Product Management with Offshore Manufacturers: What Are You Sinking About?, Part I

If I had a video recorder strapped to my head 24/7, I would be able to show you at least 300 clips of situations I have been in where cross-cultural communication went in a downward spiral to awkwardness, misunderstanding, and killed productivity.  I wasn’t on a sinking ship in any of them, thankfully.  But I have ordered some bizarre dishes of various animals’ anatomical parts when I thought I asked for peanuts.  This entertaining commercial for language lessons by Berlitz is an example of the tip of the iceberg in terms of communicating across geography, culture, language, through different mediums like email, phone, etc.  It could be ordering food.  It could be explaining major and minor quality defects.  It could be conveying the reasons behind a product’s engineering.  Product management is tricky.  Product management with global team members, offshore manufacturers, and 3rd parties is trickier.

Paul Young, author of the Product Beautiful blog (I like that name), writes great posts focusing on the ins-n-outs of product management and life as a product manager.  To introduce his blog, I have highlighted this post, in which he outlines The Most Important Trait a Product Manager Needs.  In it, he posts 7 traits highlighted from the Michael on Product Management blog:

  • Communications Skills
  • Leading without Authority
  • Learning Skills
  • Business Acumen
  • Love for Products
  • Eye for Details
  • Routing Product Management Skills

Notice that communication is at the top.  I don’t think you can communicate too much in the product management process.  But, I like what Paul Young adds to this in terms of what he sees as the #1 trait in a product manager: curiosity. 

The #1 trait I look for in people who would make good Product Managers is an extreme sense of curiosity.  Curious people are wonderful – they ask the most powerful question in the World: “why?”
Curious people read a lot and tend to self-teach valuable skills. Most
importantly, curious people aren’t satisfied with what people tell
them, they stay awake at night wondering what they’re missing and love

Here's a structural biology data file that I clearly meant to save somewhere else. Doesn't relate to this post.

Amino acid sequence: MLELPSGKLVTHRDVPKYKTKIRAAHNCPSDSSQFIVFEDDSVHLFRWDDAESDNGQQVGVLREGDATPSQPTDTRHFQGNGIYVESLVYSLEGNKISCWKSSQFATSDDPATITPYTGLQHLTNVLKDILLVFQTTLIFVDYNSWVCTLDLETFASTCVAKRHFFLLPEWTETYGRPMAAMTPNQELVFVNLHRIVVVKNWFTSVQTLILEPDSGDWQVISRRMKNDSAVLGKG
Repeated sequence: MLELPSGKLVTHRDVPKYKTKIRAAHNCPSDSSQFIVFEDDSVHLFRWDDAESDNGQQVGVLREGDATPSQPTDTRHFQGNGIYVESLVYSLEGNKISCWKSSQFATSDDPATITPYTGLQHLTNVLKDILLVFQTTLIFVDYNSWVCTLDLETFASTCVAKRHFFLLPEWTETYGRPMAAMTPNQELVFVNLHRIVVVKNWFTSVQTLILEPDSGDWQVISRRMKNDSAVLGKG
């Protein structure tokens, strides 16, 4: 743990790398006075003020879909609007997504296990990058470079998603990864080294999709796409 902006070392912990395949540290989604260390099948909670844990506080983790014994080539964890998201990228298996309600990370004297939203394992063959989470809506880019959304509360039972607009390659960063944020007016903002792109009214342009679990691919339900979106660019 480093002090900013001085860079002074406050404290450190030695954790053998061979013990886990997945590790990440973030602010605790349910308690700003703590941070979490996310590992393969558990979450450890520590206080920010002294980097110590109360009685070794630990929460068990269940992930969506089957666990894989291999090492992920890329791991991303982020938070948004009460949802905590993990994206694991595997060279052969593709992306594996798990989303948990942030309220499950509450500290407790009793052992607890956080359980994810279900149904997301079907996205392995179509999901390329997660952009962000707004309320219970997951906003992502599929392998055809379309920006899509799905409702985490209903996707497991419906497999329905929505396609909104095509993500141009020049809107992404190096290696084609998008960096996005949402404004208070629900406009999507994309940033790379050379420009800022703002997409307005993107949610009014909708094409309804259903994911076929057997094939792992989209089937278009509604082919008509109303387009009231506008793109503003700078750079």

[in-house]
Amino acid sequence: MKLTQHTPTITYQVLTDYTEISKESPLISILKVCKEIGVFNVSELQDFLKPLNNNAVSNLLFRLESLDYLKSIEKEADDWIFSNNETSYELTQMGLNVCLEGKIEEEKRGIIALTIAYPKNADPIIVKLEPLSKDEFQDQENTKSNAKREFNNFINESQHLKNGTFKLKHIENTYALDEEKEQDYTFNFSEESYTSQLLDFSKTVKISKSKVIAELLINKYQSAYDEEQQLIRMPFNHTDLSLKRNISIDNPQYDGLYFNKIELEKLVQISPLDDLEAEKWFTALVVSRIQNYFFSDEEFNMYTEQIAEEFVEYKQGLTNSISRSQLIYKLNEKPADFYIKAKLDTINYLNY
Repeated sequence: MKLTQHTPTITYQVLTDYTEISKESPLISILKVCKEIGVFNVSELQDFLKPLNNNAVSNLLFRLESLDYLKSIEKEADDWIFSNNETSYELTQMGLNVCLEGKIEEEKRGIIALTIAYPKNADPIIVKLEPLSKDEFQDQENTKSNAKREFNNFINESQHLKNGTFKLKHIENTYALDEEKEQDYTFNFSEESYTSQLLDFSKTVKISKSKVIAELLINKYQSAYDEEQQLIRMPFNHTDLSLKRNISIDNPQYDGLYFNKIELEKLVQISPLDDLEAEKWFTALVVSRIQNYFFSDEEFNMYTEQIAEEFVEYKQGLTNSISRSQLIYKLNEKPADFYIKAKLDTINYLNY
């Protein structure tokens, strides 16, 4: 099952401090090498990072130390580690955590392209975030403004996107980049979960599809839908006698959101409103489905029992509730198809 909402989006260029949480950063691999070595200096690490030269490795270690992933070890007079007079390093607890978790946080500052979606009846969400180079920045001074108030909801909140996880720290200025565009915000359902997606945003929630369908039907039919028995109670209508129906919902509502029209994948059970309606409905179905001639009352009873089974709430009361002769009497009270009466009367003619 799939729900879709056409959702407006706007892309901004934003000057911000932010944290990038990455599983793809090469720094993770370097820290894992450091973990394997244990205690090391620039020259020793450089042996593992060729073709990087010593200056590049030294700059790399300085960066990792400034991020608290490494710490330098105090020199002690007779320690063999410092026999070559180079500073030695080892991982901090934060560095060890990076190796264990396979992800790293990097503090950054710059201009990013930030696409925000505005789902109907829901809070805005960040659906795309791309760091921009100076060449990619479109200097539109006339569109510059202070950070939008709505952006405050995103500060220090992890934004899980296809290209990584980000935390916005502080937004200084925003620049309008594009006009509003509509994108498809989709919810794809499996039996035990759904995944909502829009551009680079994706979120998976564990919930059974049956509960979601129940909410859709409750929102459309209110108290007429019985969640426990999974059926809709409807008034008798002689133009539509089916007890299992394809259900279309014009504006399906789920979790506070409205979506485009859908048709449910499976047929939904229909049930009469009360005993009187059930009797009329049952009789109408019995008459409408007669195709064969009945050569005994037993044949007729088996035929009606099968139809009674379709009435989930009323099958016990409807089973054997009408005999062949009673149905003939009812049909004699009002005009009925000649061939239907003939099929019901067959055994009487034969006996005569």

the process of discovery. Some skills can be taught; curiosity is a
character trait.

I think this can be extended to cross-cultural communication as well.  Many might cite an affinity for foreign languages as the foremost useful trait.  I don’t believe so.  I have seen many jerks speak a language fluently while they step all over the customs and ignore the culture of the country they are in.  In the end, people won’t like interacting with this individual and that can slow productivity.  I have to second Paul here, and propose that an attitude of curiosity, and asking questions, is the best trait that will lead you to success in communicating and developing relationships across cultures.  Here are my reasons why:

  • Curiosity and asking questions shows a basic respect that someone and something else is worth learning about. 

These gestures go a long way when doing business in other countries.  Many countries do not move as quickly into business matters the way Americans do.  They like to get to know each other and get a feel for the person and company they are dealing with.  Business is much more relationship driven, so you better put some effort into driving relationships  with the people you need help from to get things done.

  • As a non-native, you are going to make mistakes (and so will they).  But curiosity and asking questions will begin to teach you why you did not get the result you expected.

I always chuckle at those guys who have spent a couple weeks in a country and like to act as if they are now ‘one’ with the culture.  Horse puckey.  This takes years, perhaps decades, if even possible.  And most people who have spent that kind of time, would be too humble about the challenge to ever claim something like that.  I digress… 

Your efforts are important, but you will be making mistakes no matter what.  Asking questions about why you didn’t get the results you expected will help you understand the deeper contexts and perspectives your counterparts are coming from.   You’ll never stop making mistakes or making statements out of context, but you can cut down on it dramatically.

For product management, and this is essential, asking questions several different ways, through several mediums, can help ensure that your message gets across effectively and you are on the same page with everyone.  This is critical.  Days and weeks can be wasted when you think someone understands what you said, goes off to work on the issue for a week, and comes back with an entirely different result.  Your mad.  They don’t understand and might be embarrassed.  You’ve lost time.   And yelling "what were you sinking about when you made this change?!", will do you no good.